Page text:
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Effects of chronic exposure of hydroxychloroquine/ chloroquine on the risk of cancer, metastasis, and death: a population-based cohort study on patients with connective tissue diseases

Authors Fardet L, Nazareth I, Petersen I

Received 9 June 2017

Accepted for publication 2 October 2017

Published 3 November 2017 Volume 2017:9 Pages 545—554

DOI https://doi.org/10.2147/CLEP.S143563

Checked for plagiarism Yes

Review by Single-blind

Peer reviewers approved by Dr Lucy Goodman

Peer reviewer comments 3

Editor who approved publication: Professor Henrik Toft Sørensen


L Fardet,1–3 I Nazareth,1 I Petersen1

1Department of Primary Care and Population Health, University College London, UK; 2Department of Dermatology, Henri Mondor Hospital AP-HP, Créteil, France; 3Equipe d’Accueil 7379 EpiDermE, Université Paris Est Créteil, Créteil, France

Background: Hydroxychloroquine and chloroquine may reduce the risk of cancer as they inhibit autophagy, in particular, in people with connective tissue diseases.
Methods: The hazard ratios of cancers, metastases, and death were assessed in adults with connective tissue diseases prescribed hydroxychloroquine/chloroquine for at least 1 year in comparison with unexposed individuals with the same underlying conditions. A competing risk survival regression analysis was performed. Data were extracted from the Health Improvement Network UK primary care database.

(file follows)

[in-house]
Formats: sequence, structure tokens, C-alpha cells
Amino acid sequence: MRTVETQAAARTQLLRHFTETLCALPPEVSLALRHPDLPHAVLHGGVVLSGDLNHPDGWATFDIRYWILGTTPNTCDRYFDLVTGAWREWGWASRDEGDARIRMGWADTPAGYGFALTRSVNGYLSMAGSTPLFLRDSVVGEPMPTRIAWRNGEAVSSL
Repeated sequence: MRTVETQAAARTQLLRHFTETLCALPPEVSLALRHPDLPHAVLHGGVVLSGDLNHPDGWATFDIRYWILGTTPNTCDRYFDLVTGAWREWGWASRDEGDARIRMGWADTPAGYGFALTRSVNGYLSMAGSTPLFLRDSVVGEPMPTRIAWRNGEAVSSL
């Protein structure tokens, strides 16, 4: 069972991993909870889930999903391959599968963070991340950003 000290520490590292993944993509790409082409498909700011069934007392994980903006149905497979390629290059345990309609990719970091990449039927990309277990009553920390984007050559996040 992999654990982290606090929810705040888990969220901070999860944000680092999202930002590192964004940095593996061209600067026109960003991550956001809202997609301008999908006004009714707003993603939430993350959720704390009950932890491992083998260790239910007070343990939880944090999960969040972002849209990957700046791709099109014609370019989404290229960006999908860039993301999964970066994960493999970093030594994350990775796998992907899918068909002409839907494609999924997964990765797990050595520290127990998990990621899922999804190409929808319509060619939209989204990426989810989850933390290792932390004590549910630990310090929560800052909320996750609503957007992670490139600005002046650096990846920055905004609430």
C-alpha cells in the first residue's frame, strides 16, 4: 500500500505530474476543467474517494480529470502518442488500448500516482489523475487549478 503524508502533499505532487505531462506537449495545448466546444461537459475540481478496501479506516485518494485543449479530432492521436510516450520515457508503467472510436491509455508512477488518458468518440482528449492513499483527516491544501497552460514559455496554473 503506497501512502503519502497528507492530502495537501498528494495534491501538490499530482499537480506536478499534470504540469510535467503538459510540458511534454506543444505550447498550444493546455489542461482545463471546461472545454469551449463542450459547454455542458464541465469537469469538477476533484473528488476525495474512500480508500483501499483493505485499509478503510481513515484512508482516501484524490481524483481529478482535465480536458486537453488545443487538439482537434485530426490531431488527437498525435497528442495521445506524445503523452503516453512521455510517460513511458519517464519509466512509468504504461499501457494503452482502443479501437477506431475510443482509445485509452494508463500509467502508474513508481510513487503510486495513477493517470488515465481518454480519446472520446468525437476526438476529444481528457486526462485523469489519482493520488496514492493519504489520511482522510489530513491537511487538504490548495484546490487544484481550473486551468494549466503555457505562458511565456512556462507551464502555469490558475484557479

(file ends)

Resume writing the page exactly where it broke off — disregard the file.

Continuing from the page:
Results: Eight thousand nine hundred and ninety-nine individuals exposed to hydroxychloroquine (98.6%) or chloroquine (1.4%) and 24,118 unexposed individuals were included in the study (median age: 56 [45–66] years, women: 76.8%). When compared to the unexposed group, individuals exposed to hydroxychloroquine/chloroquine were not at lower risk of non-skin cancers (adjusted sub-distribution hazard ratio [sHR]: 1.04 [0.92–1.18], p=0.54), hematological malignancies (adjusted sHR: 1.00 [0.73–1.38], p=0.99), or skin cancers (adjusted sHR: 0.92 [0.78–1.07], p=0.26). The risk of metastasis was not significantly different between the two groups. However, it was significantly lower during the exposure period when compared with the unexposed (adjusted sHR: 0.64 [0.44–0.95] for the overall population and 0.61 [0.38–1.00] for those diagnosed with incident cancers). The risk of death was also significantly lower in those exposed to hydroxychloroquine/chloroquine (adjusted HR: 0.90 [0.81–1.00] in the overall population and 0.78 [0.64–0.96] in those diagnosed with incident cancer).
Conclusion: Individuals on long-term exposure to hydroxychloroquine/chloroquine are not at lower risk of cancer. However, hydroxychloroquine/chloroquine may lower the risk of metastatic cancer and death.

Keywords: antimalarial drugs, cancer, death, connective tissue diseases

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